T or F: In drug allergies the dose-response is unusual: a large amount of an otherwise safe drug elicits severe reaction
False: minute amounts elicit a severe reaction
T or F: In drug allergies the manifestations of reaction are similar to the pharmacological and toxicological effects of the drug
False: they are different
T or F: Drug allergies
-Primary sensitization period occurs before the individual experiences the response
T or F: Drug allergies
-Most drug by themself are immunogenic
False: Being small molecules, most drugs by themselves are not immunogenic; they bind covalently to self-macromolecule or alter structure of self-macromolecule to become immunogenic
Fill in the table
Explain the Type I Hypersensitivity reaction
-IgE molecules bind to blood basophils and tissue mast cells via Fc receptors for antibody
-When offending drug introduced into body, immediately binds to IgE bound to sensitized cells, resulting in release of mediators (histamine, leukotrienes, prostaglandins)
-Mediators initiate skin and smooth muscle responses, cause tissue injury and provoke inflammatory response
-Include anaphylaxis, urticaria and angioedema
Explain Type II Hypersensitivity reactions
mediated by IgM or IgG binding to cells or tissues, resulting in the activation of complement and lysis of the cell
Explain Type III Hypersensitivity reactions
mediated by Immune complexes
What are symptoms of Immune-complex induced serum sickness?
-Urticarial skin eruptions
What is the name of the severe form of immune vasculitis caused by drugs?

What drug can induce it?
Stevens-Johnson syndrome

Explain Type IV Hypersensitivity reaction
cell-mediated or delayed hypersensitivity, often occurs when drugs are applied topically
Type II reactions: Penicillin-induced _________
hemolytic anemia
Type II reactions: Methyldopa-induced __________
autoimmune hemolytic anemia
Type II reactions: Quinidine-induced _______
Type II reactions: Sulfonamide-induced ________
5 drugs that can induce Type III Immune Vasculitis

Definition: Abnormal response not immunologically mediated; often caused by genetic abnormalities in enzymes or receptors; referred to as pharmacogenetic disorders.
Drug Idiosyncrasies
Classical idiosyncracy: patients with abnormal serum Cholinesterase develop _____ when given normal doses of succinylcholine
Apnea = temporary suspension in breathing
"Slow" acetylators of Isoniazid are homozygous autosomal recessive for this gene's protein
What are "slow" acetylators of isoniazid more prone to?
isoniazid-induced Vitamin B6 deficiency which may produce:
-various neuropathies

**Supplement with B6 when treating TB with Isoniazid
Hemolytic anemia in patients with G-6-P Dehydrogenase can be induced by these 3 drugs
1. Primaquine
2. Sulfonamides
3. Nitrofurantoin
_______-induced Porphyria occurs in individuals with abnormal ______ biosynthesis

Explain how Barbiturates can induce Porphyria
-the Barbiturate acid moeity mimics part of the Heme structure, occupying a portion of the heme site on the protein that regulates production of ALA synthetase
-Heme is a repressor, inhibiting production of ALA synthetase and reducing porphyrin production
= without Heme present inhibiting the production of ALA synthetase, Porphyrin production will increase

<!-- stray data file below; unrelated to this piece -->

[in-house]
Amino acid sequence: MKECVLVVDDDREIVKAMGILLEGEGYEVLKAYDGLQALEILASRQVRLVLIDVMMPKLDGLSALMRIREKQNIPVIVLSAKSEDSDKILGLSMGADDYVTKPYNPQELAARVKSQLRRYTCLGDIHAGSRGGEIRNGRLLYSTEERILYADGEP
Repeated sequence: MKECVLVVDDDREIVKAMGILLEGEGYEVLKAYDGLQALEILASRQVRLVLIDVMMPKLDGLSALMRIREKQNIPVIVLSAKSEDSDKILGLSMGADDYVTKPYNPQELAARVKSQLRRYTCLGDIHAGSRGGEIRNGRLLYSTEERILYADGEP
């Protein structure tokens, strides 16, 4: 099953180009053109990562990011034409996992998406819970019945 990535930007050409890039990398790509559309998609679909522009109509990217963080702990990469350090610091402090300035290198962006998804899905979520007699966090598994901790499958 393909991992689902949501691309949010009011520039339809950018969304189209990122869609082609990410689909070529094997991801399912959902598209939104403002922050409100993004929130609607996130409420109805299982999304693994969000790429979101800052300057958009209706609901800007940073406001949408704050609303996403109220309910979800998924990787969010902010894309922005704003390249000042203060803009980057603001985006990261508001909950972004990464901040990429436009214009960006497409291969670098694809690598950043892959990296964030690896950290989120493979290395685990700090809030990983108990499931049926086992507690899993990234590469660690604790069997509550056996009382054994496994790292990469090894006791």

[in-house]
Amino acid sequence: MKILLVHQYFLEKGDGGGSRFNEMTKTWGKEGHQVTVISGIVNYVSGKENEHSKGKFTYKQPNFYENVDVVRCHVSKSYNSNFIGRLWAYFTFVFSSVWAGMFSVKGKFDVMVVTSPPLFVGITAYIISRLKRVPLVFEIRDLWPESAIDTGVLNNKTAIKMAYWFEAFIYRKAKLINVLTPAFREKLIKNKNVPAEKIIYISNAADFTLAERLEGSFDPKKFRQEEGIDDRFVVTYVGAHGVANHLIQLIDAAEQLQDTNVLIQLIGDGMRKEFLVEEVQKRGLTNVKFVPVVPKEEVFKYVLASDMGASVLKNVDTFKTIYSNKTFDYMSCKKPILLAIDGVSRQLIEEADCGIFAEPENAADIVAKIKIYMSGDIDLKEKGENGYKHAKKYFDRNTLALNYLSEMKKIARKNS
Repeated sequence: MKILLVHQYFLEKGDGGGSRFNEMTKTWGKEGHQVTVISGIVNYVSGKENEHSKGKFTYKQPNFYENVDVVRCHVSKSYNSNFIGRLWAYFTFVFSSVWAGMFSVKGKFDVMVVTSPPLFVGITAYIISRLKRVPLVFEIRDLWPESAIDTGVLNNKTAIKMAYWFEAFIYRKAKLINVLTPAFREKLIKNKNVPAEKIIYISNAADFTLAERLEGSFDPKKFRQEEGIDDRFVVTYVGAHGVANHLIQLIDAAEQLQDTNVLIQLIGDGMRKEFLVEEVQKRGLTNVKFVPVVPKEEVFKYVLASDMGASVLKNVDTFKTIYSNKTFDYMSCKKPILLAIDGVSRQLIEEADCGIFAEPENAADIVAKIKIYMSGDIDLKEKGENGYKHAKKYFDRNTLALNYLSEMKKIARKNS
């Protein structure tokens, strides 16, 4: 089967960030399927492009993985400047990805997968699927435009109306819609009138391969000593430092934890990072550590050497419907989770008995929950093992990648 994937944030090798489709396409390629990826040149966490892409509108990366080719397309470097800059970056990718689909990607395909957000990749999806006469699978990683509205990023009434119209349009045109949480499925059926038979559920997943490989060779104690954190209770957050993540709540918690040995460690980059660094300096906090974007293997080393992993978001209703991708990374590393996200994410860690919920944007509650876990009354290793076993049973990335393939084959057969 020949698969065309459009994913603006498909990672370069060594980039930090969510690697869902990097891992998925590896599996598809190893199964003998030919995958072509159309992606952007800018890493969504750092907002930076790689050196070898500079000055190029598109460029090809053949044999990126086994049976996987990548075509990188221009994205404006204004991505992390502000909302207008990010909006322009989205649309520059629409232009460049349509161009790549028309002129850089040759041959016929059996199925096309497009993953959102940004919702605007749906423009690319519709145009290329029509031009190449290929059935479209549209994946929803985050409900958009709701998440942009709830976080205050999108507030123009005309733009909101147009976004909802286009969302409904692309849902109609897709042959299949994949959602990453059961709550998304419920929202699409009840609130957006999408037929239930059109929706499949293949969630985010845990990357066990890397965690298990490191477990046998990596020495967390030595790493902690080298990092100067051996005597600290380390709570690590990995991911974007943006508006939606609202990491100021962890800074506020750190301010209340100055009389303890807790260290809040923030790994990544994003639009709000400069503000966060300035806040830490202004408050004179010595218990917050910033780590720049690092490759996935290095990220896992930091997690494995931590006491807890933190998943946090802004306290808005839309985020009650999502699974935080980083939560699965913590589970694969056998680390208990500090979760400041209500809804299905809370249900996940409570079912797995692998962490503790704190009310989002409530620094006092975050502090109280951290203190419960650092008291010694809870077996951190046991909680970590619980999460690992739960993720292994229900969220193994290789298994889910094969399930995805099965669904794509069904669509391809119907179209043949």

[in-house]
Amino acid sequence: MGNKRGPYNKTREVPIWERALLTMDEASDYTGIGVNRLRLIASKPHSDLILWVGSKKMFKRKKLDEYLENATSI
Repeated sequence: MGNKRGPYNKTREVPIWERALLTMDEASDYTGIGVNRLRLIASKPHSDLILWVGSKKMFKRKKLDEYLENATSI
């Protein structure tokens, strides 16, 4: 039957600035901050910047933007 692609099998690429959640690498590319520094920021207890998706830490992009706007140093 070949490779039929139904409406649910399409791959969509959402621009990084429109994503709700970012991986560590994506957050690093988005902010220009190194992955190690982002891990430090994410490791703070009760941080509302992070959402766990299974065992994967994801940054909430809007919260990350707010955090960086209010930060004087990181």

Definition: Application of the principles of pharmacokinetics, pharmacodynamics and adverse effects to the treatment of patients
The incidence of a placebo response is constant between what percents in clinical trials?
20 and 40%
Drug whose resin binds with other drugs and prevents their
Antacids have metals that chelate with these 2 drugs and prevent their absorption

Group of drugs that decrease GI motility and slow absorption of many drugs
Anticholinergics (Atropine)
GI motility alteration may alter absorption of some of this group of drugs
Weak organic acids
3 groups of plasma protein binding drugs that can displace drugs from albumin
1. Oral hypoglycemic agents (tolbutamide)
2. Oral anticoagulants (warfarin)
3. Antimetabolites (methotrexate)
Digoxin can be displaced from its tissue binding sites by this drug
Alkalinization of urine (Sodium Bicarb) enhances excretion of ________
Weak organic acids
Acidification (ammonium chloride) of urine enhances the excretion of _______
weak organic bases
What drug blocks the tubular excretion of penicillin?
Administration of these two nephrotoxic drugs can produce kidney damage even when dose of either agent alone may have been insufficient to produce toxicity

What 2 properties of drugs are regulated by the FDA?

What is filed with the FDA once a potential drug is judged ready to be initiated for Human studies
Investigational New Drug (IND) exemption
What is the goal in Phase 1 of Human Testing?
to find the maximum tolerated dose = "Is it safe?"
What is always the first dose in Phase 1 human testing?
T or F: testing is never double-blind in Phase 1 testing
What is the definition of Phase 2 human testing?
first attempt to determine clinical effectiveness of test agent = "Does it work?"
T or F: Phase 2 tests may be single-blind or double-blind and involve hundreds of patients
What is the definition of Phase 3 human testing?
extensive testing of a drug's efficacy and toxicity = "How well does it work, and what are the common side effects?"
Phase 1 and 2 studies are usually conducted by __1__, but Phase 3 may include __2__
1. Clinical scientists

2. physicians in private practice
After completion of Phase 3 testing, company files _________with the FDA
New Drug Application
Fewer than how many subjects are usually tested before Phase 4?
What is Phase 4 human testing?
post-marketing surveillance = when adverse effects and toxicity become most evident
During which Phases is informed consent required?
Phase 1-3
Informed consent must be in writing for which Phases?
1 and 2
Who protects the interest of the subjects in Phase testing?
Peer review (Committee on Human Experimentation)